Tyrosine Kinase Activation and Conformational Flexibility: Lessons from Src-Family Tyrosine Kinases
Apr 20, 2017   Accounts Of Chemical Research
Meng Y, Pond MP, Roux B
Tyrosine Kinase Activation and Conformational Flexibility: Lessons from Src-Family Tyrosine Kinases
Apr 20, 2017
Accounts Of Chemical Research
Protein kinases are enzymes that catalyze the covalent transfer of the γ-phosphate of an adenosine triphosphate (ATP) molecule onto a tyrosine, serine, threonine, or histidine residue in the substrate and thus send a chemical signal to networks of downstream proteins. They are important cellular signaling enzymes that regulate cell growth, proliferation, metabolism, differentiation, and migration. Unregulated protein kinase activity is often associated with a wide range of diseases, therefore making protein kinases major therapeutic targets. A prototypical system of central interest to understand the regulation of kinase activity is provided by tyrosine kinase c-Src, which belongs to the family of Src-related non-receptor tyrosine kinases (SFKs). Although the broad picture of autoinhibition via the regulatory domains and via the phosphorylation of the C-terminal tail is well characterized from a structural point of view, a detailed mechanistic understanding at the atomic-level is lacking. Advanced computational methods based on all-atom molecular dynamics (MD) simulations are employed to advance our understanding of tyrosine kinase activation. The computational studies suggest that the isolated kinase domain (KD) is energetically most favorable in the inactive conformation when the activation loop (A-loop) of the KD is not phosphorylated. The KD makes transient visits to a catalytically competent active-like conformation. The process of bimolecular trans-autophosphorylation of the A-loop eventually locks the KD in the active state. Activating point mutations may act by slightly increasing the population of the active-like conformation, enhancing the availability of the A-loop to be phosphorylated. The Src-homology 2 (SH2) and Src-homology 3 (SH3) regulatory domains, depending upon their configuration, either promote the inactive or the active state of the kinase domain. In addition to the roles played by the SH3, SH2, and KD, the Src-homology 4-Unique domain (SH4-U) region also serves as a key moderator of substrate specificity and kinase function. Thus, a fundamental understanding of the conformational propensity of the SH4-U region and how this affects the association to the membrane surface are likely to lead to the discovery of new intermediate states and alternate strategies for inhibition of kinase activity for drug discovery. The existence of a multitude of KD conformations poses a great challenge aimed at the design of specific inhibitors. One promising computational strategy to explore the conformational flexibility of the KD is to construct Markov state models from aggregated MD data.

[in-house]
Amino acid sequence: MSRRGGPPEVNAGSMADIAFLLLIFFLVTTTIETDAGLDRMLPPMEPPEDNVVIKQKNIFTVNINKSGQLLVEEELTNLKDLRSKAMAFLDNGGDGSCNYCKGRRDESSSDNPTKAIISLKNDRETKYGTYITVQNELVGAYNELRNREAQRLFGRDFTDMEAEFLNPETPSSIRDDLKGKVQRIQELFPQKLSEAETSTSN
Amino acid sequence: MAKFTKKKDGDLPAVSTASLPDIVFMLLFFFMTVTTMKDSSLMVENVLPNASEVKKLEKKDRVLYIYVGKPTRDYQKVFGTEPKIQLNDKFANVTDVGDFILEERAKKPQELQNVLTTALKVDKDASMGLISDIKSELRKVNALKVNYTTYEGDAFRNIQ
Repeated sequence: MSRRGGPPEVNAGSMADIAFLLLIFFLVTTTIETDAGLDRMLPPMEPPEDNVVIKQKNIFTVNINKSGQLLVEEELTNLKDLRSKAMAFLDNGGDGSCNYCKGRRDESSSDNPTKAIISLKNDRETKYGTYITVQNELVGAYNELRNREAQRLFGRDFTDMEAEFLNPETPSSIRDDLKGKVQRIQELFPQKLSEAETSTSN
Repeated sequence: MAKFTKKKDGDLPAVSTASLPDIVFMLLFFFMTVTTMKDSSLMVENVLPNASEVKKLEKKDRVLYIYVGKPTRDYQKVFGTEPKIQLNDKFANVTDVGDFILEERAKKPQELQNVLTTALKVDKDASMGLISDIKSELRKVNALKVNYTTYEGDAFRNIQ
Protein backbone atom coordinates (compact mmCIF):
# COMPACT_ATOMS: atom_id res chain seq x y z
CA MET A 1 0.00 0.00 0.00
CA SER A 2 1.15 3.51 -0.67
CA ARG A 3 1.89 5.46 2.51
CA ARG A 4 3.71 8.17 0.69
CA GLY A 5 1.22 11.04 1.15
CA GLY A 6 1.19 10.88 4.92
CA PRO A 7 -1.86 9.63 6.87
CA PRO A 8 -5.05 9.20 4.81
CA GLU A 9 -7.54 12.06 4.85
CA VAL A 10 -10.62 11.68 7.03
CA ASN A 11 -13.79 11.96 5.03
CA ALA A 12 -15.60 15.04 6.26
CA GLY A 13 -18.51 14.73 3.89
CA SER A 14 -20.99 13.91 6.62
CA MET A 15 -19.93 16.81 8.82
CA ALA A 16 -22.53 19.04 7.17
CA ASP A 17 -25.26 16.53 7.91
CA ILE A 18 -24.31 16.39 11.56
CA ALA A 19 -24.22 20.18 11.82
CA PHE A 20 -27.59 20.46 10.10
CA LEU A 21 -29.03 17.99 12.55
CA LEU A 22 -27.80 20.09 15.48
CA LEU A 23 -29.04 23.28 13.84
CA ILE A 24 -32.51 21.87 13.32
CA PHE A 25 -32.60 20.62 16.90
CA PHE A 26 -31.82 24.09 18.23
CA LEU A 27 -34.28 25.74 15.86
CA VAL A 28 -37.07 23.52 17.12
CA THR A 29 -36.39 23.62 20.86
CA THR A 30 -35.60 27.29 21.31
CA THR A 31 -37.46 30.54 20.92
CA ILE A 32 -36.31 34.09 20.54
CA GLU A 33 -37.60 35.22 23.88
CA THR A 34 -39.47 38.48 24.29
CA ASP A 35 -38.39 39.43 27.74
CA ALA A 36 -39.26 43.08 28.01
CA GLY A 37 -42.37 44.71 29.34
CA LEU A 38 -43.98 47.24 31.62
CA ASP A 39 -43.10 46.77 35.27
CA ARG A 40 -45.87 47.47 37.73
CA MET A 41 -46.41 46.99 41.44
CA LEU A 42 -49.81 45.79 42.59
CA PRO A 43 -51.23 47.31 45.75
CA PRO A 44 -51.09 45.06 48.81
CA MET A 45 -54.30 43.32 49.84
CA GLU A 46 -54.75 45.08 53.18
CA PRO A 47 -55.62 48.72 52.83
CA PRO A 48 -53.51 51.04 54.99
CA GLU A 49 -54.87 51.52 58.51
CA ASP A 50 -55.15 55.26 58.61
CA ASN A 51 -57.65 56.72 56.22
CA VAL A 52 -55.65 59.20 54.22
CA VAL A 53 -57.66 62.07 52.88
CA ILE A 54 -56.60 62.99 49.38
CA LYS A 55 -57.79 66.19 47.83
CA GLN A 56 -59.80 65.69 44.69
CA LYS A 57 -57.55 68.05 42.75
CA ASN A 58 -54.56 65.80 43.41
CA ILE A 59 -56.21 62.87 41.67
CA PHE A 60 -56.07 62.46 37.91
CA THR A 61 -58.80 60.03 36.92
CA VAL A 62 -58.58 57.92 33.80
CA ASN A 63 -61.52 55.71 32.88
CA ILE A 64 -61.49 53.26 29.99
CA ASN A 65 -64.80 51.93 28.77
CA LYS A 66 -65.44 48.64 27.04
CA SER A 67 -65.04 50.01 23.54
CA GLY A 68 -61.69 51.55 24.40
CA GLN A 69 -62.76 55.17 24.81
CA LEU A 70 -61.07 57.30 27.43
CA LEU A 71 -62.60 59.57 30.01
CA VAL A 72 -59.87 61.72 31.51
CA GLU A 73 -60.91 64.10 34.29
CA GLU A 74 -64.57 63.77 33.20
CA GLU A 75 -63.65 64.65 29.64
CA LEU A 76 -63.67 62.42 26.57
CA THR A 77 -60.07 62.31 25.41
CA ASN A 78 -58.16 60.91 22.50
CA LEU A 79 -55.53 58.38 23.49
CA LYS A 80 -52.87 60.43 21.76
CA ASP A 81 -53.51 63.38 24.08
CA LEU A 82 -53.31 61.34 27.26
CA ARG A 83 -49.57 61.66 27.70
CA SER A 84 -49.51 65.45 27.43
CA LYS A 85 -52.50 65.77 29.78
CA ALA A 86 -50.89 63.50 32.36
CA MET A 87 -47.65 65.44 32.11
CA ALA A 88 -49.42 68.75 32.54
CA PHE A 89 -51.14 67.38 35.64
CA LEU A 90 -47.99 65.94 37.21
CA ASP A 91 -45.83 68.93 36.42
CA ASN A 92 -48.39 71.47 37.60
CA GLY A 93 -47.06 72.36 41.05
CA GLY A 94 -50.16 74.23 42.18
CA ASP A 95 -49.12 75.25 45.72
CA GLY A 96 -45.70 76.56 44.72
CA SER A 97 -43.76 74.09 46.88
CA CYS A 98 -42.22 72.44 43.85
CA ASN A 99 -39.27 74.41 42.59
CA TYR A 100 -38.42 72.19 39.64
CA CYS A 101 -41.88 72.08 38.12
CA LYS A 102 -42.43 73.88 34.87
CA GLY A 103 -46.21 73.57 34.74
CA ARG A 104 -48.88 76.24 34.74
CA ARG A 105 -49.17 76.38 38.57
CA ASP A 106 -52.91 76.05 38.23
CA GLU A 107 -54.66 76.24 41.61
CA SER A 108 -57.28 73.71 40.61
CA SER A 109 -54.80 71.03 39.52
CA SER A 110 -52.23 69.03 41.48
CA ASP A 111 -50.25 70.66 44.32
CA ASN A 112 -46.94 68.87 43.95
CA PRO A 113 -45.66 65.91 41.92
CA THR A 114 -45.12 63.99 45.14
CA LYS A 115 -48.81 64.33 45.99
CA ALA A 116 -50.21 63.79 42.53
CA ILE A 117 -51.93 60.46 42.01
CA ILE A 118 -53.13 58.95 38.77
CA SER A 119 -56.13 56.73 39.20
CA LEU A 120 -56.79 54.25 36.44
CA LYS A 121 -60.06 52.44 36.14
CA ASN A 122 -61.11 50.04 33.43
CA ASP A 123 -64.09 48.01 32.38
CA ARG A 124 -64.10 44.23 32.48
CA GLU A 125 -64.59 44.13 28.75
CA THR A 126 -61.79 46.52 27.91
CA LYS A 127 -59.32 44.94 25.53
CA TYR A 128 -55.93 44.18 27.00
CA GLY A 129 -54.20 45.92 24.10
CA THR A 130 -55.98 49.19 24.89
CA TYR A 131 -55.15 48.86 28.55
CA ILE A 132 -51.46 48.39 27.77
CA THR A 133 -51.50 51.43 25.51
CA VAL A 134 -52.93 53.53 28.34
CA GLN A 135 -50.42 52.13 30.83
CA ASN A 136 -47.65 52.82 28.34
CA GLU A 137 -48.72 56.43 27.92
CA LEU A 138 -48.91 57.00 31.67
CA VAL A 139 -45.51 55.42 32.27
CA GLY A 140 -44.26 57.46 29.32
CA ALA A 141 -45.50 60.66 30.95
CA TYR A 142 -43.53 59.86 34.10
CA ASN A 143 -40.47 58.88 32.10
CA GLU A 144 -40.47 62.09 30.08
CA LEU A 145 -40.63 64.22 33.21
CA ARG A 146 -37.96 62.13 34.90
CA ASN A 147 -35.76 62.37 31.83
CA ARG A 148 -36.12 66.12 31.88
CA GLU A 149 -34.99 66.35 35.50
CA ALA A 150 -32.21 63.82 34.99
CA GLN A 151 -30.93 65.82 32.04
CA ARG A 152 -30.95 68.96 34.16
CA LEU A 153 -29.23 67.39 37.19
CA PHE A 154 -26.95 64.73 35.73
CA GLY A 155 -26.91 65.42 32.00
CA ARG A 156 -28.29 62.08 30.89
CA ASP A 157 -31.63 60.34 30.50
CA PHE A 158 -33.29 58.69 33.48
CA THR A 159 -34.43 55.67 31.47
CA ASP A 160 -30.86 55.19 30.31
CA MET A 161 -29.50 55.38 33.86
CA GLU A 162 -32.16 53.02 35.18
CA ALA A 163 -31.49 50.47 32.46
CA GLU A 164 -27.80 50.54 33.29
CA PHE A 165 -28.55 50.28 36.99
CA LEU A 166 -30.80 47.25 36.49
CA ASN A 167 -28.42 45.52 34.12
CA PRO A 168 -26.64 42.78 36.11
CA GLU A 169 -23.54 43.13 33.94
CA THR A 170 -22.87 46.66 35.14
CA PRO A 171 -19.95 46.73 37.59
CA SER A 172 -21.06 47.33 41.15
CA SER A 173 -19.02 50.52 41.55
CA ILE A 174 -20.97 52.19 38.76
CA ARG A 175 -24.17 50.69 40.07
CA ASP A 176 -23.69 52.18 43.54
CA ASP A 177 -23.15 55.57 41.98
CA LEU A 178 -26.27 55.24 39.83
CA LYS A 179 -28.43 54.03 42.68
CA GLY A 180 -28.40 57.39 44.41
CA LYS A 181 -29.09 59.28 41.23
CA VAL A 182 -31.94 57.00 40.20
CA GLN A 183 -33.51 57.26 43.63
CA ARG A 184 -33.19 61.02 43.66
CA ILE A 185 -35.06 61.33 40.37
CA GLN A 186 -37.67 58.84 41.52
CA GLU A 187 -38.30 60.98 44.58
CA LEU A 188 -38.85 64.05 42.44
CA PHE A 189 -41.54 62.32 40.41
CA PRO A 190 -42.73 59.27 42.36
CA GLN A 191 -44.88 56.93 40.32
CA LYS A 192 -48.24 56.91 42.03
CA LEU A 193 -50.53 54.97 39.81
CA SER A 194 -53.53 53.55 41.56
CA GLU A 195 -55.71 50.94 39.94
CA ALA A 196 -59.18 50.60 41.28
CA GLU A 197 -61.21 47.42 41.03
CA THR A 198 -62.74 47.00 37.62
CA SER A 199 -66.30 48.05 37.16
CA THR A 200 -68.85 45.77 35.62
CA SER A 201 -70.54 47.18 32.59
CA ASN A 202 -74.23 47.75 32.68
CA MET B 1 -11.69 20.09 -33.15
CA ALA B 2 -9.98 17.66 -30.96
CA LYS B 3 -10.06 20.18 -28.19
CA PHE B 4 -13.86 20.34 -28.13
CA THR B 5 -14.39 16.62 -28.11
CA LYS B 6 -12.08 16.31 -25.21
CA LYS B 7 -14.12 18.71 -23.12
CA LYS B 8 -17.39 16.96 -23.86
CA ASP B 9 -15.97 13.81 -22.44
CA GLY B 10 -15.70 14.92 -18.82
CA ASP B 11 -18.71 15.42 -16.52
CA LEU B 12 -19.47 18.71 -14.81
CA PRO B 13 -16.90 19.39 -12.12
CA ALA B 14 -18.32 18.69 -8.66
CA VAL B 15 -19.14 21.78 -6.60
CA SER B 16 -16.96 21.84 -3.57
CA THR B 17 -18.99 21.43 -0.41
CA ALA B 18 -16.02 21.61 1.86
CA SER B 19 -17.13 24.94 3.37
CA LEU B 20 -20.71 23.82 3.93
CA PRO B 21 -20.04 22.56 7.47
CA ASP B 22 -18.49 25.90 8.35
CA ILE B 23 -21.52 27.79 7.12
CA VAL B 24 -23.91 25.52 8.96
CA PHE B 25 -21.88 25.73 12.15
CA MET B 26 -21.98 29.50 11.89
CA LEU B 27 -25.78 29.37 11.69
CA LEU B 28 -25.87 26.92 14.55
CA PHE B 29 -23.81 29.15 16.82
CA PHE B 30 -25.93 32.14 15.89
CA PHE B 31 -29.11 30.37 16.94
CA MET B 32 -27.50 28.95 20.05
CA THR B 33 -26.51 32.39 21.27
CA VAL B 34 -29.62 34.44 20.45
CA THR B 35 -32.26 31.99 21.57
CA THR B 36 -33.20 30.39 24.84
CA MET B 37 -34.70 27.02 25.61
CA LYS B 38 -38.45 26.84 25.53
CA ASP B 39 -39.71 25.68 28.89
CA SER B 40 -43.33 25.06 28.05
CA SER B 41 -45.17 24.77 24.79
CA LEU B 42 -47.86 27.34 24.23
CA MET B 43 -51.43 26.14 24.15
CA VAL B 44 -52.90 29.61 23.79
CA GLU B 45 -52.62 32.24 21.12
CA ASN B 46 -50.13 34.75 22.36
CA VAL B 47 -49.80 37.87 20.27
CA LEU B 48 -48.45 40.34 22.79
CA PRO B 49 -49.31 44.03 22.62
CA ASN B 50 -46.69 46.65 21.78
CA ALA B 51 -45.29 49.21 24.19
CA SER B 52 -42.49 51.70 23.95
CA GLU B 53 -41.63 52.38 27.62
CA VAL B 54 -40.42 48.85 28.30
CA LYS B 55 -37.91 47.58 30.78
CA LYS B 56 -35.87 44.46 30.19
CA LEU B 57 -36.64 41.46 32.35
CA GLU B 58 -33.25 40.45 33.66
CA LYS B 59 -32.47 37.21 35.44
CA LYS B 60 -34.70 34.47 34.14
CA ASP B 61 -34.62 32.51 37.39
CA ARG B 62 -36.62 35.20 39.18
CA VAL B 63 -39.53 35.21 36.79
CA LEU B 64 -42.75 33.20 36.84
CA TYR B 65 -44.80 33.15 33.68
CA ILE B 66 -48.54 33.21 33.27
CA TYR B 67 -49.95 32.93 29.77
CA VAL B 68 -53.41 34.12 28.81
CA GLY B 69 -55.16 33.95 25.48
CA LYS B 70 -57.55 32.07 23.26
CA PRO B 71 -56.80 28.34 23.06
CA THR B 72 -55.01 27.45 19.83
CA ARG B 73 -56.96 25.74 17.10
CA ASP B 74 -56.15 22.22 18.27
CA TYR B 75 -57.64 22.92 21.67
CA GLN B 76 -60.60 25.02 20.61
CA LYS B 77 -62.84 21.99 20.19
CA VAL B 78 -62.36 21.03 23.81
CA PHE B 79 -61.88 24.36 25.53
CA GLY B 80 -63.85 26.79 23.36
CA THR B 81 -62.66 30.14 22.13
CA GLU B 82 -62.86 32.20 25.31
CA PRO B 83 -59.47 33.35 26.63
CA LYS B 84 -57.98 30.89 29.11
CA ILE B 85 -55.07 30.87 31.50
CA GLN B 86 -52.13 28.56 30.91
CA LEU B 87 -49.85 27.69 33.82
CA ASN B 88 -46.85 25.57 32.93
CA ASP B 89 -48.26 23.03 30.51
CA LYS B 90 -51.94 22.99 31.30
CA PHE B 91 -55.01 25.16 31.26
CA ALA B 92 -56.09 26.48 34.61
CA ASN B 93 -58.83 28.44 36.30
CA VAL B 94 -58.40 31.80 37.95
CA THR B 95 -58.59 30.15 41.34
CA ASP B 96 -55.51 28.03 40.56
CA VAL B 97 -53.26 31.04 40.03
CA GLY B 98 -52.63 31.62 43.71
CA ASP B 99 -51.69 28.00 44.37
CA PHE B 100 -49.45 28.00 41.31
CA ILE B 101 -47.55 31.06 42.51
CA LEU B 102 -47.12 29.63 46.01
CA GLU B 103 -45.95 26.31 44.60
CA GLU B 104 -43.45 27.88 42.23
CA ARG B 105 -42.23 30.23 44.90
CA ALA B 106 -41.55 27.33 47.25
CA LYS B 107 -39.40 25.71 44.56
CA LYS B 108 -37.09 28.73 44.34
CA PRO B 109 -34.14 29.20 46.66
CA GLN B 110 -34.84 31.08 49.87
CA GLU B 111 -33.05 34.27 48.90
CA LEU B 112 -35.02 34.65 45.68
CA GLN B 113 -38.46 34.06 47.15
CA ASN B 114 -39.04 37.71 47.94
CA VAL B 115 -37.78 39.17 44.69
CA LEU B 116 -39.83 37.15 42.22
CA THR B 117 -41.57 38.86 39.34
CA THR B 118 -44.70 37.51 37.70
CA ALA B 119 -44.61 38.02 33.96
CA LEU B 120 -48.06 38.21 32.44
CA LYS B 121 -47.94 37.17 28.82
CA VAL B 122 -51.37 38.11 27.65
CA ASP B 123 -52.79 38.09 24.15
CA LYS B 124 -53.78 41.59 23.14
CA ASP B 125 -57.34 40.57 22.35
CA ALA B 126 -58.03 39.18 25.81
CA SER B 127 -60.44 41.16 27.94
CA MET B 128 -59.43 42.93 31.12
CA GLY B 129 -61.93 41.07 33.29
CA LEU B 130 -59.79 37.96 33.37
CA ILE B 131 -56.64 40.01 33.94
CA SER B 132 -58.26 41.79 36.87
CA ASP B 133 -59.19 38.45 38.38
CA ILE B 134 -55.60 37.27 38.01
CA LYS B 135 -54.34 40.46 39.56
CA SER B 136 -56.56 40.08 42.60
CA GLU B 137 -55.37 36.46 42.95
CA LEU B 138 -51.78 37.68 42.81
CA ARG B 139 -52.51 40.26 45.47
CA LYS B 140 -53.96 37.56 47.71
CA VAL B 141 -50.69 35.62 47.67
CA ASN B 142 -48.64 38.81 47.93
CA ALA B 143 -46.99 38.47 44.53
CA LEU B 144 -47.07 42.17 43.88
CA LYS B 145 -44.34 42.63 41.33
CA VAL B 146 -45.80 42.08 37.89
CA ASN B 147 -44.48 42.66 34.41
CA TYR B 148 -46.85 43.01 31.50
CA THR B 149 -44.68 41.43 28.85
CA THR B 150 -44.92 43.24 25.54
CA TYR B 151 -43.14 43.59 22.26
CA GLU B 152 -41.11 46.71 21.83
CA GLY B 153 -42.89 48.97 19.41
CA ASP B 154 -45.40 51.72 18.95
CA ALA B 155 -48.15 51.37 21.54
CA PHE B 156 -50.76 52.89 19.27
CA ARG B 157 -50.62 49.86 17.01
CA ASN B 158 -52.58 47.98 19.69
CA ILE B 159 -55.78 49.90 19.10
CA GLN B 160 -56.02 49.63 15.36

Probing protein flexibility reveals a mechanism for selective promiscuity
Apr 22, 2017   ELife
Pabon NA, Camacho CJ
Probing protein flexibility reveals a mechanism for selective promiscuity
Apr 22, 2017
ELife
Many eukaryotic regulatory proteins adopt distinct bound and unbound conformations, and use this structural flexibility to bind specifically to multiple partners. However, we lack an understanding of how an interface can select some ligands, but not others. Here, we present a molecular dynamics approach to identify and quantitatively evaluate the interactions responsible for this selective promiscuity. We apply this approach to the anti-cancer target PD-1 and its ligands PD-L1 and PD-L2. We discover that while unbound PD-1 exhibits a hard-to-drug hydrophilic interface, conserved specific triggers encoded in the cognate ligands activate a promiscuous binding pathway that reveals a flexible hydrophobic binding cavity. Specificity is then established by additional contacts that stabilize the PD-1 cavity into distinct bound-like modes. Collectively, our studies provide insight into the structural basis and evolution of multiple binding partners, and also suggest a biophysical approach to exploit innate binding pathways to drug seemingly undruggable targets.